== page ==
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I Eclipse path question

  1. Aug 21, 2017 #1
    Hi there,

    I've watched this video: . I have been curious the whole day why the eclipse path seems to be curved and obviously in our latitude. Is it because of both the moon's orbital plane and the tilt of the earth's axis? If it went across the US, that is a lot more than 5 degrees (moon incline) so I was just wondering about the geometry. I've done some research and that video was the best I found.
     
  2. jcsd
  3. Aug 21, 2017 #2

    davenn

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    because the earth's surface is curved ! :smile:

    you are not a flat earther are you ? :wink:
     
  4. Aug 21, 2017 #3
    Absolutely not. I'm more asking about the north to south direction. I'm also asking about latitude. The video itself goes into what I'm asking but I want to know why the location changes. I understand that the moon has its own orbit causing the zigzag shape. How NASA calculate the exact route? I understand what a geodesic is and I'm pretty sure that this is more complex. I'm not asking why it goes west to east either. That's based on the speed on the moon relative to earth. I'm asking why the latitude changes.
     
    Last edited: Aug 21, 2017
  5. Aug 21, 2017 #4

    jim mcnamara

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    @davenn humor is oblique sometimes, but we get posters on PF that have agendas that have little to do with Science. So I understand why he asked the question. No harm no foul.
     
  6. Aug 21, 2017 #5

    davenn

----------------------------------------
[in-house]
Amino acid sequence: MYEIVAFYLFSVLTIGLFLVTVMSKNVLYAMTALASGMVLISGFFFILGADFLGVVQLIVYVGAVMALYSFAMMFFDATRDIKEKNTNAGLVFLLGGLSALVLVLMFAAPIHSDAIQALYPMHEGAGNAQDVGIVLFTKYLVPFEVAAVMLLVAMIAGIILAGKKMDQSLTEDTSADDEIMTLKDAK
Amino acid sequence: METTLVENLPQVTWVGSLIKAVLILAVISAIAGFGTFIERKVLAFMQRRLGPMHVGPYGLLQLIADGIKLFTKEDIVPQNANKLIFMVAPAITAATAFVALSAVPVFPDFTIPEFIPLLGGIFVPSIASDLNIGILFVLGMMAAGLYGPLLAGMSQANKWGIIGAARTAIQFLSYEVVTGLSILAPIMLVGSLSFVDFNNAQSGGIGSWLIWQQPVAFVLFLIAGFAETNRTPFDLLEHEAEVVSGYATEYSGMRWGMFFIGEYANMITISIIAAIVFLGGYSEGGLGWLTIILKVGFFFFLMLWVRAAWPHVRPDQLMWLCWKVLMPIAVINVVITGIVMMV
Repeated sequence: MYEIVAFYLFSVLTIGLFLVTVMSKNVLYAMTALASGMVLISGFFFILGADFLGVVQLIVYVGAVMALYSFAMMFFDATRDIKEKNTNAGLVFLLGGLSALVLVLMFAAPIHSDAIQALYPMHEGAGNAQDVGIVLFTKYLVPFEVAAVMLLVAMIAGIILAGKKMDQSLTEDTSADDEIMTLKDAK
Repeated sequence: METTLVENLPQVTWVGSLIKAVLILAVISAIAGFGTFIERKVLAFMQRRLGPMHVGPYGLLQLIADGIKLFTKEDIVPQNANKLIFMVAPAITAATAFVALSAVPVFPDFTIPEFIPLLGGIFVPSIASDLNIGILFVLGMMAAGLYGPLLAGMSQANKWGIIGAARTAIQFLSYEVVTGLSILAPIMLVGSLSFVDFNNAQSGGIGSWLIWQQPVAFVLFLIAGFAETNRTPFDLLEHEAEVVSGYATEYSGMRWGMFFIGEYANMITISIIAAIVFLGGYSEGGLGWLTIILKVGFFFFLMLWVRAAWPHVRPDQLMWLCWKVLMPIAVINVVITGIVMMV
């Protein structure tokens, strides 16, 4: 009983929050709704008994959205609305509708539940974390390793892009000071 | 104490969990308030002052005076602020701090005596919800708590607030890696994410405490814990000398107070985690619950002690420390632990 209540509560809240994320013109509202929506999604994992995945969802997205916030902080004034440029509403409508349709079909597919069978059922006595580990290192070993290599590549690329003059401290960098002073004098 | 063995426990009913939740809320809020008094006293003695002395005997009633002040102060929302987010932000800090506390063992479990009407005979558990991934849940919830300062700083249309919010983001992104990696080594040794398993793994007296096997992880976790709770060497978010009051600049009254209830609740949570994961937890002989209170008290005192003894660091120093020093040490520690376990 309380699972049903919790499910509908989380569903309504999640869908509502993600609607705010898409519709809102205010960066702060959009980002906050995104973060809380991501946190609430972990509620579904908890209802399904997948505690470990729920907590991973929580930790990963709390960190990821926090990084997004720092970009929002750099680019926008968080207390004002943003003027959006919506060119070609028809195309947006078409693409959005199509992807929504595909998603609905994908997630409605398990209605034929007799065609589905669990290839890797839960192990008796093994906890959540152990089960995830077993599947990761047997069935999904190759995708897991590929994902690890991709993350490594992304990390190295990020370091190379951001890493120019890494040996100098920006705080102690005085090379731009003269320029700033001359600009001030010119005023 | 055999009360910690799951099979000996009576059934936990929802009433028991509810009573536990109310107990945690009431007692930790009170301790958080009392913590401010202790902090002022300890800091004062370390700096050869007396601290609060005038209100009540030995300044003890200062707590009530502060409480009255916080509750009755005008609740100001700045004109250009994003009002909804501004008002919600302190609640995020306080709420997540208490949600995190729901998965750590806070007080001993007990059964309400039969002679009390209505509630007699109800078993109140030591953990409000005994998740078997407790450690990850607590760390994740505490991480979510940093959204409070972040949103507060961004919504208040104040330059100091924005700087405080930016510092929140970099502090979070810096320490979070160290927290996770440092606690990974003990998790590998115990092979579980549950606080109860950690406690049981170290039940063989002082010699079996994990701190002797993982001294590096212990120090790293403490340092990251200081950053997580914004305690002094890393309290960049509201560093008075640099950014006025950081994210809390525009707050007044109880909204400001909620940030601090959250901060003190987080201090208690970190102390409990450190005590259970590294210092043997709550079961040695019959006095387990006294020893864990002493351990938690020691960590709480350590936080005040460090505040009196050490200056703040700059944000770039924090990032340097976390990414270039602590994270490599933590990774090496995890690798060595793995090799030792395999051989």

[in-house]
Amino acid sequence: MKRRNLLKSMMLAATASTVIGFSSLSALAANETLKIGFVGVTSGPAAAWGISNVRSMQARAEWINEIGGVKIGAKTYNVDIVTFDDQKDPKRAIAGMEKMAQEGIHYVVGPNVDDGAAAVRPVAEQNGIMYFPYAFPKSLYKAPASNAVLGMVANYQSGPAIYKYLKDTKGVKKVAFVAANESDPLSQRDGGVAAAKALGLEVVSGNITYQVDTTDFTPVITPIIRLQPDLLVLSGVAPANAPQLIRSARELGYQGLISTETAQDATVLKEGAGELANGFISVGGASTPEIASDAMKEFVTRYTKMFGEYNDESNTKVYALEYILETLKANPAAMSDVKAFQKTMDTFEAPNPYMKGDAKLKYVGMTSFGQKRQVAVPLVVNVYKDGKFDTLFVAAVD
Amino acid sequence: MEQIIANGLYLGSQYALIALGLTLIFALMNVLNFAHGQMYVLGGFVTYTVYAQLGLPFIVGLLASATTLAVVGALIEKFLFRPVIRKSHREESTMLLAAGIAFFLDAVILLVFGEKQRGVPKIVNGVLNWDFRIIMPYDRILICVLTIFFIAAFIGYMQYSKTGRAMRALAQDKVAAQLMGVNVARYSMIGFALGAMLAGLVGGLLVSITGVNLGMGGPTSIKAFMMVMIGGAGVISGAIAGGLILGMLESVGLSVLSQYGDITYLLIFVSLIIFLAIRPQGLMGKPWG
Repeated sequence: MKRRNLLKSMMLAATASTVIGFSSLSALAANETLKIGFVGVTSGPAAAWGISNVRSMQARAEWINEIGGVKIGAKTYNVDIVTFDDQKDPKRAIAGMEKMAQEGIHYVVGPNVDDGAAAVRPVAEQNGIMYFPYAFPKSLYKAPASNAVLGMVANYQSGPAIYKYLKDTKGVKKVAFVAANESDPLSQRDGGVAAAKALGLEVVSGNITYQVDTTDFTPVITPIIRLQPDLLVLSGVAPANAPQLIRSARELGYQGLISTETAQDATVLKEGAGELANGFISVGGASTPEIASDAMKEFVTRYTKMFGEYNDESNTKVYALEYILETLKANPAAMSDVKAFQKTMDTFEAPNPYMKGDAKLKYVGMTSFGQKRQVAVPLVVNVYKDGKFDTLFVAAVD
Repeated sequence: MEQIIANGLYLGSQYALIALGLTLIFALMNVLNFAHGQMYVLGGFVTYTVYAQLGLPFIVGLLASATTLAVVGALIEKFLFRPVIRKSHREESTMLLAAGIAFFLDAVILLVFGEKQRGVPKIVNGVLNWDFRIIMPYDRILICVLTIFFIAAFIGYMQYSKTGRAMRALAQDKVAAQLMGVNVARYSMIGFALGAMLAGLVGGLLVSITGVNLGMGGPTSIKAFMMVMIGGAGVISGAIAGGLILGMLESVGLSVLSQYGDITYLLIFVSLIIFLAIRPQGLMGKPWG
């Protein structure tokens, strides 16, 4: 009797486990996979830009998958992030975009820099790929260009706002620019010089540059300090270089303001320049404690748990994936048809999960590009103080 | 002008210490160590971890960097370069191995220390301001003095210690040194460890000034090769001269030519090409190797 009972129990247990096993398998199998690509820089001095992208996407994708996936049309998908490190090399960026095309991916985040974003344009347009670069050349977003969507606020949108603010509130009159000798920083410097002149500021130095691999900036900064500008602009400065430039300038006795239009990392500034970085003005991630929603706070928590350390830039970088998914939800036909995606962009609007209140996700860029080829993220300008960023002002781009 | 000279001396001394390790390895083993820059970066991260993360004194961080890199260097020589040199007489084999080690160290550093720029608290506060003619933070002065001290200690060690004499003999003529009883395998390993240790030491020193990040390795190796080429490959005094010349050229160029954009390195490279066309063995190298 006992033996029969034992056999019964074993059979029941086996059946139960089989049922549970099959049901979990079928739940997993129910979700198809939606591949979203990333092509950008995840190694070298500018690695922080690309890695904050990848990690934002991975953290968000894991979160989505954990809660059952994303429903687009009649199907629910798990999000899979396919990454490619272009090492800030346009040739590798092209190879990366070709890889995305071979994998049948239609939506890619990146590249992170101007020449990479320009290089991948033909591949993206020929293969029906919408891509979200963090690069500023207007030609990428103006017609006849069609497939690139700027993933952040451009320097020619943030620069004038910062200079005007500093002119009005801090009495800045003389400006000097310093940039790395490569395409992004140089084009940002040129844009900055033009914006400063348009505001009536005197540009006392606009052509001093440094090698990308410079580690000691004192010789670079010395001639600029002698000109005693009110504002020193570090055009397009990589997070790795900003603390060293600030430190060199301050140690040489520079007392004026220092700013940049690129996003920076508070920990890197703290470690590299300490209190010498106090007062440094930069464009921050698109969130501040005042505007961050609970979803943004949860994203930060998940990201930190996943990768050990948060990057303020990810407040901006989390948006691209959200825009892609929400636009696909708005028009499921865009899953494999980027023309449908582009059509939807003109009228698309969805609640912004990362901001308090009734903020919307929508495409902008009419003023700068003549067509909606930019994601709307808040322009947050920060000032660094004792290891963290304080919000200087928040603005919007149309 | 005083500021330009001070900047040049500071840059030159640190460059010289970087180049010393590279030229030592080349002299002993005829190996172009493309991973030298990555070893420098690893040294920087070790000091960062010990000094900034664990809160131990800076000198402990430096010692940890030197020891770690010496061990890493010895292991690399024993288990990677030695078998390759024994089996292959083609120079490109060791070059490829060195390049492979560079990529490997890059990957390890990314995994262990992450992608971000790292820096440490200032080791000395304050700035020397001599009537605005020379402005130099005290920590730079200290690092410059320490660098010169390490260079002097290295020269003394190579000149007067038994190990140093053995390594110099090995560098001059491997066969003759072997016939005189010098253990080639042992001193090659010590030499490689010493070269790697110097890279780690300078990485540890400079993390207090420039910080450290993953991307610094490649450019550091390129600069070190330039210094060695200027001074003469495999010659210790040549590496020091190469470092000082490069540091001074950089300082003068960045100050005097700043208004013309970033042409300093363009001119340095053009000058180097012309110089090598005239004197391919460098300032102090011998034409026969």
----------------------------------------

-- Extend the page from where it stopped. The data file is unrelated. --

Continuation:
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    I still stand by my first part


    Dave
     
  7. Aug 21, 2017 #6
    I mean it's all making spherical representations on a piece of flat paper but I'd like to know the calculations. I'm maybe not 100% on geodesics but a helpful discussion would be welcomed! I guess I'm confused on why Oregon to Charleston. Is it because of great circles? It's the shortest distance between two points. If it followed the same latitude, it wouldn't make any sense?
     
    Last edited: Aug 21, 2017
  8. Aug 22, 2017 #7

    mfb

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    If you neglect the rotation of Earth, the eclipse center follows a circle on a sphere. A great circle is only a special case of this. As seen from the Sun, the Moon crosses the Earth, where the circle has an angle somewhere between 18° and 28° relative to the equator as both the Earth's equator and the orbital plane of the Moon are not aligned with the orbital plane of Earth.
    The rotation of Earth makes things more complicated and leads to deviations from the simple circle. Its effect is larger when the shadow of the Moon is closer to the subsolar point, especially if it is at the equator, as the direction of the rotation is orthogonal to the Earth/Moon/Sun axis in this case.
     
  9. Aug 22, 2017 #8
    .

    Ok this is what I thought. Thank you very much!
     
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